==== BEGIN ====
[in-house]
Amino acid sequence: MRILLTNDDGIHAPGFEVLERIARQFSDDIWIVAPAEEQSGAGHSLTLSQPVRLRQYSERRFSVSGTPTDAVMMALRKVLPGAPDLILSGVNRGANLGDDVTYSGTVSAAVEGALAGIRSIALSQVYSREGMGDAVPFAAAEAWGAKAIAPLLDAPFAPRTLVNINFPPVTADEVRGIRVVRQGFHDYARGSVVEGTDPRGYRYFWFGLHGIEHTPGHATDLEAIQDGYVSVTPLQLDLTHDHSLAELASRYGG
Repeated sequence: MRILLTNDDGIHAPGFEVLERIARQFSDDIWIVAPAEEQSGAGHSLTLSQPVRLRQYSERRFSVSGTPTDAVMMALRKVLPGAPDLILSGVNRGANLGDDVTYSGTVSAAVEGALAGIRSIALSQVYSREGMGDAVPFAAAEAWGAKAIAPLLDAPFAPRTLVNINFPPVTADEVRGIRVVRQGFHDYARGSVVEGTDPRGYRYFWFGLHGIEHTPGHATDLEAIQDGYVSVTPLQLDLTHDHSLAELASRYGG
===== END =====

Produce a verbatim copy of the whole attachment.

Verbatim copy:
[in-house]
Amino acid sequence: MRILLTNDDGIHAPGFEVLERIARQFSDDIWIVAPAEEQSGAGHSLTLSQPVRLRQYSERRFSVSGTPTDAVMMALRKVLPGAPDLILSGVNRGANLGDDVTYSGTVSAAVEGALAGIRSIALSQVYSREGMGDAVPFAAAEAWGAKAIAPLLDAPFAPRTLVNINFPPVTADEVRGIRVVRQGFHDYARGSVVEGTDPRGYRYFWFGLHGIEHTPGHATDLEAIQDGYVSVTPLQLDLTHDHSLAELASRYGG
Repeated sequence: MRILLTNDDGIHAPGFEVLERIARQFSDDIWIVAPAEEQSGAGHSLTLSQPVRLRQYSERRFSVSGTPTDAVMMALRKVLPGAPDLILSGVNRGANLGDDVTYSGTVSAAVEGALAGIRSIALSQVYSREGMGDAVPFAAAEAWGAKAIAPLLDAPFAPRTLVNINFPPVTADEVRGIRVVRQGFHDYARGSVVEGTDPRGYRYFWFGLHGIEHTPGHATDLEAIQDGYVSVTPLQLDLTHDHSLAELASRYGG